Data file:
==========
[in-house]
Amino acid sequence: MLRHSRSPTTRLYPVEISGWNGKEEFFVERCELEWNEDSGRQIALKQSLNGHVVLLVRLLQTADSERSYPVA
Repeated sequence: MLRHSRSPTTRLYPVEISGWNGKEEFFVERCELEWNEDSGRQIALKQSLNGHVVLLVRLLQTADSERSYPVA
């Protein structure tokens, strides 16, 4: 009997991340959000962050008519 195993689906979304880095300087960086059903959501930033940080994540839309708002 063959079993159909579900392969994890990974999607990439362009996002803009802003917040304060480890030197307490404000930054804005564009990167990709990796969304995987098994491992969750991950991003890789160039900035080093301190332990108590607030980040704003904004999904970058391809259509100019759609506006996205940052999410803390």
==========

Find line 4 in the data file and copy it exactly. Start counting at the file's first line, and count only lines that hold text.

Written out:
């Protein structure tokens, strides 16, 4: 009997991340959000962050008519 195993689906979304880095300087960086059903959501930033940080994540839309708002 063959079993159909579900392969994890990974999607990439362009996002803009802003917040304060480890030197307490404000930054804005564009990167990709990796969304995987098994491992969750991950991003890789160039900035080093301190332990108590607030980040704003904004999904970058391809259509100019759609506006996205940052999410803390």